“You Decide to Meditate on the Condition of a Seam”—Notes On Lisa Robertson’s Cinema of the Present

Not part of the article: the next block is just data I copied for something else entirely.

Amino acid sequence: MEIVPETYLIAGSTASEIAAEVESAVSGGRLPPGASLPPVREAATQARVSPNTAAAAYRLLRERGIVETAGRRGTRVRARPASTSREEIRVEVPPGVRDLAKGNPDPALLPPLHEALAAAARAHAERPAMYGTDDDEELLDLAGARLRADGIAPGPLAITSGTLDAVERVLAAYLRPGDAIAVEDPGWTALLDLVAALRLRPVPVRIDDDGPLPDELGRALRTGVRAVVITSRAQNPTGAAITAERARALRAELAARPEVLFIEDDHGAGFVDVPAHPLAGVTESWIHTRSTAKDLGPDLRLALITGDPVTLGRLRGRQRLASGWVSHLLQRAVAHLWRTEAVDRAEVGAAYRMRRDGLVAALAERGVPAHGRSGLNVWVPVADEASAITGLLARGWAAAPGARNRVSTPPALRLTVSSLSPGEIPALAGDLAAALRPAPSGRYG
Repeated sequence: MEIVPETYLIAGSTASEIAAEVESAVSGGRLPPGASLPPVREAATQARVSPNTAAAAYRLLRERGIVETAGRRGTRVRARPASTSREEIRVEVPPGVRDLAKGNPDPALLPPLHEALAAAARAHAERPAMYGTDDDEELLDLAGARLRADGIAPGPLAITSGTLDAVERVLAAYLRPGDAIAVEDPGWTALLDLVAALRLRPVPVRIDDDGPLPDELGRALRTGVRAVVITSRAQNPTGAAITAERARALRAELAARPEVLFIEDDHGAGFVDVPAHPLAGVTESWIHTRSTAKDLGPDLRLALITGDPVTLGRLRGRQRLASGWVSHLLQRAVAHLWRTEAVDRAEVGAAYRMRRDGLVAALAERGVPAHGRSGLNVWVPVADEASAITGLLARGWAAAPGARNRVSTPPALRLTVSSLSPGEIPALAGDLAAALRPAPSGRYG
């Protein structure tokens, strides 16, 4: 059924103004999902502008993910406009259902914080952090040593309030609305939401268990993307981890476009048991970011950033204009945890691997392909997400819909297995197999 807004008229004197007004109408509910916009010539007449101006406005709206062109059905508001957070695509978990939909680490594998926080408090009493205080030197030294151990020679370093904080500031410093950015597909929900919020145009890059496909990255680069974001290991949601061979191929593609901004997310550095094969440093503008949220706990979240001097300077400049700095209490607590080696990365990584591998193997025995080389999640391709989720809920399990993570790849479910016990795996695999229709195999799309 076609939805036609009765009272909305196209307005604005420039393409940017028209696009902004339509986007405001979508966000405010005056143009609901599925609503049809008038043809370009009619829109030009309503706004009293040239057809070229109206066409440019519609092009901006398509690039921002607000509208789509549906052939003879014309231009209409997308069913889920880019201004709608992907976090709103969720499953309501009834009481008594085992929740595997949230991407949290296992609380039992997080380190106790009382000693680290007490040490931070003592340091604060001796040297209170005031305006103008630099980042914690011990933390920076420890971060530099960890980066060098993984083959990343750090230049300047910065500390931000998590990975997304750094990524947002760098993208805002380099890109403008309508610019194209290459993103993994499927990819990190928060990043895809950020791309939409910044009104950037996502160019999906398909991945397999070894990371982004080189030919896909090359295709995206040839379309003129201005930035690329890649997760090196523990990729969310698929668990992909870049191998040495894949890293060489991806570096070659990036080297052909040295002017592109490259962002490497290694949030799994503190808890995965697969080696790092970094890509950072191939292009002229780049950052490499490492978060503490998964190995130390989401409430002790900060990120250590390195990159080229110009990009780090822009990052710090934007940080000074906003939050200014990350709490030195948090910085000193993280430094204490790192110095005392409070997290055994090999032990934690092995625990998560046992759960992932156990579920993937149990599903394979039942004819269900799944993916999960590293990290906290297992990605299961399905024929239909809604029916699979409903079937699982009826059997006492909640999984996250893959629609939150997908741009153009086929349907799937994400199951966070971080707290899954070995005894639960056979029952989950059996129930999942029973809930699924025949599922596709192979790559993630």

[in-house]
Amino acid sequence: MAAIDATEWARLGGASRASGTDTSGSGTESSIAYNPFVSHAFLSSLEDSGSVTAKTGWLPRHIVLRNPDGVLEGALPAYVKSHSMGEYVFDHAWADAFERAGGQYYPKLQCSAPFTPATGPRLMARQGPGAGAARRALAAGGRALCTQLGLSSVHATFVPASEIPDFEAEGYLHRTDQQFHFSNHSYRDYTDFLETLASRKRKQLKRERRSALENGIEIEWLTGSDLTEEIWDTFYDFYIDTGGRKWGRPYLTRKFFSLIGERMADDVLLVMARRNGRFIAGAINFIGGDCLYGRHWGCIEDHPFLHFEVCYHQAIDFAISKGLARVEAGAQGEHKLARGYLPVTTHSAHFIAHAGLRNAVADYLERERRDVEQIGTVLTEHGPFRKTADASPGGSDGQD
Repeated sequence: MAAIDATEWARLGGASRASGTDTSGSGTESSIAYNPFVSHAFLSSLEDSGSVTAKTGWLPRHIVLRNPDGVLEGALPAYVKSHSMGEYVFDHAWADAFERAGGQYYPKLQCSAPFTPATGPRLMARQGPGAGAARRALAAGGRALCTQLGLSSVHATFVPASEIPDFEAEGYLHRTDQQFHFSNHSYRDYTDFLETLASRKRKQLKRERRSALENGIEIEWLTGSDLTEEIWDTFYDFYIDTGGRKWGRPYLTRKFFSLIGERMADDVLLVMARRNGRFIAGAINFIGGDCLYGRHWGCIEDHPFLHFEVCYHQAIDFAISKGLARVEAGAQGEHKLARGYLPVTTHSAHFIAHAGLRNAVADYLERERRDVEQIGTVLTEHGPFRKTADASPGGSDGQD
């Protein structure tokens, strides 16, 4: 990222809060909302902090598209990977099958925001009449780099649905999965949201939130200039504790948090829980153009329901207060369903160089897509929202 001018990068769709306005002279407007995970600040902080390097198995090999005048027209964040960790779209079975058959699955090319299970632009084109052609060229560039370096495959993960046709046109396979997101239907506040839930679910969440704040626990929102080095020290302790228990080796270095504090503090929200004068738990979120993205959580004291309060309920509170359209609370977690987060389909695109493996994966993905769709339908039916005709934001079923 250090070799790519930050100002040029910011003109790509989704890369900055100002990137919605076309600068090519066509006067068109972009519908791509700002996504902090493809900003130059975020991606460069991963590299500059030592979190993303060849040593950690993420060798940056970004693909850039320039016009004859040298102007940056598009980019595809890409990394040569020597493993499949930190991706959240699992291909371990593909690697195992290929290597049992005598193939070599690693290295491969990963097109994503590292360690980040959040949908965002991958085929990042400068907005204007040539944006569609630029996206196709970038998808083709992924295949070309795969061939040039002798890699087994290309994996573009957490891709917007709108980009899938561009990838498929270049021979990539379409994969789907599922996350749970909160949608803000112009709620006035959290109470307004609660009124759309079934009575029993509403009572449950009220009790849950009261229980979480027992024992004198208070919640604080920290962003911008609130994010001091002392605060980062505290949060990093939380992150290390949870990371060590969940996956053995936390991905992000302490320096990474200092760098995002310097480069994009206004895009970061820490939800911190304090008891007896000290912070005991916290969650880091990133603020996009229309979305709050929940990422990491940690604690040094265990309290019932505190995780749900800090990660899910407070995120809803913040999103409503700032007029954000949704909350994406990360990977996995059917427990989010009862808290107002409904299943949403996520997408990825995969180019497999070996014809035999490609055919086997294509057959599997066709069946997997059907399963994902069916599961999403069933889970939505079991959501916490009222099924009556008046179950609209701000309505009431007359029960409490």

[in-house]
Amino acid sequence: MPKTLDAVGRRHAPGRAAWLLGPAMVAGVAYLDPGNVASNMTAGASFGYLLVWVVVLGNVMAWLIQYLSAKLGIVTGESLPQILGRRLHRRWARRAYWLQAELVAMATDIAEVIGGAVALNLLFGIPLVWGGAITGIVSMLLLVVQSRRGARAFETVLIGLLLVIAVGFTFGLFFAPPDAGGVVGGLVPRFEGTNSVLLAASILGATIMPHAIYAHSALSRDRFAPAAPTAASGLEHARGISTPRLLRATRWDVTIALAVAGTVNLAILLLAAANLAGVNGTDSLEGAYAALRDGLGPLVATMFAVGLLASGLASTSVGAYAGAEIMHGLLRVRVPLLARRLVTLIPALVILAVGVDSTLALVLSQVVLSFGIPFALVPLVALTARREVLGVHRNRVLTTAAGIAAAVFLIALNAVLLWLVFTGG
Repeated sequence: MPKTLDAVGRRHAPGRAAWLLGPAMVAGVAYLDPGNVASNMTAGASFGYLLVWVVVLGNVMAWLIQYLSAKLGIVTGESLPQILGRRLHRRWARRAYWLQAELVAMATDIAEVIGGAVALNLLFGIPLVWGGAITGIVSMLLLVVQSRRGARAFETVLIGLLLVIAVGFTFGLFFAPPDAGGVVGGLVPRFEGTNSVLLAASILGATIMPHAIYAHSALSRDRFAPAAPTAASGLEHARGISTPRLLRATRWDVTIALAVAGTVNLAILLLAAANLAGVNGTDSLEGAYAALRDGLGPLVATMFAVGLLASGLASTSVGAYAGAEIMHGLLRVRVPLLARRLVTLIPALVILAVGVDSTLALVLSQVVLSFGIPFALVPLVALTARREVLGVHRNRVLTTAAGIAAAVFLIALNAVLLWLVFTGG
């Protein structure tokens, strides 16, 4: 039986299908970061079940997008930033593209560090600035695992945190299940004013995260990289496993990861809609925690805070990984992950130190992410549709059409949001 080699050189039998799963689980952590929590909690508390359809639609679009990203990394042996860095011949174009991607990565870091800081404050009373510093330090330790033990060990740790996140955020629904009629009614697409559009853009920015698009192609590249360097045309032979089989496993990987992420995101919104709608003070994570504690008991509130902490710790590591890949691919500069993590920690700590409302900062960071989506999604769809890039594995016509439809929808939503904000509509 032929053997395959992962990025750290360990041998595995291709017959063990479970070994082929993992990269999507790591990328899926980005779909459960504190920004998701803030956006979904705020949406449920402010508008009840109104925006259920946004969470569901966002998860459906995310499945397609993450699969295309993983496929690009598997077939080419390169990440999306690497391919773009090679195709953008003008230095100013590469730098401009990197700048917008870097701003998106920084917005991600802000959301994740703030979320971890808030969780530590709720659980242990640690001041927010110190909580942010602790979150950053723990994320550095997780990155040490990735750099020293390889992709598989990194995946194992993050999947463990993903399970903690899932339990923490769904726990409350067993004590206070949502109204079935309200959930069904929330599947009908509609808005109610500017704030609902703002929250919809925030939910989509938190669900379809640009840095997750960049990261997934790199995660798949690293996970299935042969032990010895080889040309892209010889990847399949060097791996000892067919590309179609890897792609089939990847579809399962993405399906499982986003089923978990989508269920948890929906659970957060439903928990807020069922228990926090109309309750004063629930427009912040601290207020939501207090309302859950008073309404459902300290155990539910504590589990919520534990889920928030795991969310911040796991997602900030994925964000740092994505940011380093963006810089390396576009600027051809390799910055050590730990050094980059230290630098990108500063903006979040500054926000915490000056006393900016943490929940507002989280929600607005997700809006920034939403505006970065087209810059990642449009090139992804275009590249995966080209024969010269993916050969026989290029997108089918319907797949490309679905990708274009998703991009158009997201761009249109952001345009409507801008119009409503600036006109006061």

it’s not the new. it is what is yet not known, thought, seen, touched but really what is not. and that is. —Eva Hesse-Kmac visited Coach House just as Cinema Of The Present was being printed and they let him bring home a proof copy—even though it had been torn in half because the finish on the back cover was flawed and some of the pages were yet to be cut (book in half / pages still clinging to each other); a COTP in two pieces—a book about the seam of the You and I, too, cleaved/clinging. -So “You are [freed from] myself” into, how about, a poem written by Maria Falconetti’s face or how about a poem written by the lichen on the steel waves of the Serra installation or a poem written by the sniff of tar in the air at the “Cripplewood” exhibit? -Or also or moreover therefore: did you know that a sentence can be humid? did you know a stanza can be fashioned out of Perspex? did you ever see a poet make You and I swap places so that the Us is present if never invoked? did I or You ever taste the real loneliness of nouns (cooking pots, museums, coyotes)? -Okay—so an A-Z (at least I think I track that constraint/progression in the book: “and” to “because” to “coded” to “didn’t” and so on—a sequential jump in the alphabet every few pages) search for the new pronoun: hemmed between the ‘you’ and ‘I’ so those solitudes are…? what the reader has to weigh in the hands, I think. -1st question, in the first line, of COTP: “What is the condition of a problem if you are the problem?”; last point, in the last line, of COTP: “Now only time is wild”—& maybe those are the thematic poles of the texts: uncertainty of the self and the untamedness of the hours. -What is the luscious or fecund second (in terms of the clock’s ticks) in LR’s work? What is the vivid politics? At the same time what is the rust-unsleeping, exquisitely barren poetic sentence? LR’s particular muscularity: to think strong and to give magic (strong) too; I just want to emphasize the magicness because her poetry is a wham-o of scholarship and also a delight of imagination—she appears to meet every poetic task. -Try this these: Poetry is “the distributive texture of an experimental protocol”; poetry is “the emergence of a bunch of uncanniness”; poetry is “a concomitant gate”; poetry is “the middle of your life on a Sunday”; poetry is “a setting out from consciousness carrying only a small valise.” -Or instead try this these You are “the distributive texture of an experimental protocol”; You are “the emergence of a bunch of uncanniness”; You are “a concomitant gate”; You are “the middle of your life on a Sunday.” -“The poem,” said Henri Meschonnic, “is the place where one forgets, which is another way of remembering”; so recurrence in COTP: the engram, “memories” of earlier lines (from italics to roman or back again: not so much the chant of memory as the return of same as difference: lines that reappear but are changed now), the sounds of My Life here but with all nostalgic notes bracketed by some kind of chic chilliness, really I am sorry for being so flat here but… COTP teaches; as we encounter it (a declaration about time, in time) later, too: “memory and the present are not in opposition” (43) so I’m trying to respond to her book with a language that admits its caught but wants that admission to grant a bit of fleetness, too. -Or “When the anarchic excess has already been anticipated, what next?” (9)—is that not the most trustable place to start? What I mean is, I admire to the roots the way LR has always struggled to find the better (?)/the improved and more human irony: “Also you have aspired to a sincerity of skepticism”; so the poem talks to itself (the poet thinks with her poem / talks to her poem) straight out from the first “conditional” problem—but what I like is how LR isn’t ever mired in the problem of what to say or how to proceed… the only crisis—again, I think COTP teaches this—is failing to recognize that this is the constant condition: one must keep aspiring, aspirating, remembering that one has forgotten to remember, again and again again… Later we get: “the form never extinguishes its own irony” (49) until the poem pushes beautifully against its own desire for both sincerity and slickness. -This is the thing for an I like me: “an unknowing expands within your pronoun but it feels convivial” (12); I like this party being thrown for two pronouns that can’t really meet and therefore that’s their intimate rendezvous—like LR is saying (to herself, to a future I, to an us) just deal… and offering another definition of the poet or the lover in action: an unknowing that grows within a coherence in order to warmly disrupt that wholeness. And/or this: “you carried the great discovery of poetry as freedom, not form” (75). -Or instead try this these love is “your muscles made into extremely fine and silky tools” or love is “what light did, how the trees freed it” or love is “an inversion in perception” or love is “the smell of rain, bread and exhaust mixed with tiredness.” -“And if you yourself are incompatible with your view of the world?” (13); one thinks, I think, towards this ever-answer/question: hence the poem? That is, what poet would not benefit immeasurably from a poetics of just this kind of thisness: insist in your poems on being incompatible with your view of the world (i.e. LR’s kinda sorta How to Write). -“And what is the subject but a stitching?”; I see this again as the threads (fiercely sewn or loosely—case to case/line to line) that holds the first and second pronouns together… the stitching being the seriality here. Inevitable, then, not to mention desirable to be absorbed by the middle-space or gap or coupling point or hinge: “Very simply like this you disappeared into the interval” [my book in two halves!]. -“I’m entirely for your fucked-up way of living” (16); so the pleasure, on one level of the convivial text, is hallucinating a Lisa of the mind talking back and forth with a Lisa of the page—how come that then, at the very same time, feels like a me and (can I say this?) even an “us” in there? how does she do that? -“At times you had wanted only to float upon the norms of a beautiful language, obedient” (18); look, if you want your lyricism I’ll give you this “Birdlet with the weight of a gasp” (20) so she can do hands as realistically as you fkn can and see this—“But you are not Mademoiselle Falconetti’s face”—as if to check herself against a different kind of ego temptation… the poem doesn’t mock itself or play an easy game of self-deprecation: it keeps the dynamism active with reminders: don’t settle / don’t believe your own ars poetica, jerk / which is maybe the erotic? Anyway, in this cinema of Cinema the texts are sort of like stills from just such a stark, gorgeous, harrowing Dreyer film. -Or instead try this these suffering is “the indispensable horizon of all that occurs or appears”; suffering is “several distinct kinds of ephemerality, you decide”; suffering is “grumblingly”; suffering is “you standing outside in your body.” -“In order to enter you needed an identity” (31), as if the poem in the end is that sublime complaint against the demands of membership/belonging: I am entirely for LR fucking up the inner circle. -Which has got to be this or “the problem of solitude, what was it to you?” because “you have here an unfixed being”; not sure I’ve conveyed it but COTP is sculptural as much as cinematic: sculpting in text in time; all of these “gates made out of”—so each sentence is a kind of horizon, yes, but also an arch to walk under; and it reeks (beautifully) of tar, wax, wood, sand, roofing materials, burlap: again, for me, like pacing around Berlinde de Bruyckere’s “Cripplewood.” -The explaining of ‘I’ to ‘self’ and how maybe one shakes oneself from docility: “At times you had wanted only to float upon the norms of a beautiful language, obedient” (59); “unfixed being” // “it is a cause for celebration” (81); put LR in the CANADA pavilion, please: our nation as an experience of fragrances: 106 jars to correspond to one sentence found on each of these fierce pages; in her dialogue with Brecken Hancock LR said this resplendent thing: “I try to seize this experience of not-knowing and let it become sentences”; the experience of reading COTP is “of the trace” of knowing—the reminder, maybe, again, and again, that we knew but have forgotten… “of the trace” in the sense of olfactory in the sense maybe of the whiff of the body of the you and the I in the sense of apprehending the swoosh of the zoom of words: “you left a wake of linguistic sillage” (82); the scent of sentences: sniff anger, sniff tar, sniff grief, sniff dog, sniff sex, sniff sacred. -I just experience the present, in COTP, as all the possibilities of a poetic that does not give up the vast challenge to think, to struggle, to seek the beautiful even amidst the most devastated landscapes. Sort of, for me, this book is a wake-the-fuck-up: it is a this-is-how-wildly-and-widely-you-can-think and also a this-is-how-a-feminist-poetry-and-an-experimental-poetry-might-continue-to-show-the-way; part of that way-showing is, as I say, the wrasslin’ with impossibilities: “the question now, you think, is who can really afford this law” (99); and that “you”—these “yous”—in LR’s work so often offered as a gift, not an accusation… an open, intrepid talking-to/with. -All of COTP, then, so much tough, gracious directions for those of us, those of you, those countless I’s, working and struggling and living “in the part of the night where it’s quietest” (106). Jake Kennedy has got the ol' time gut-thrills for this coming spring... because of the blossoms and all that... and because BookThug gonna be publishing a new one by kevin mcpherson eckhoff.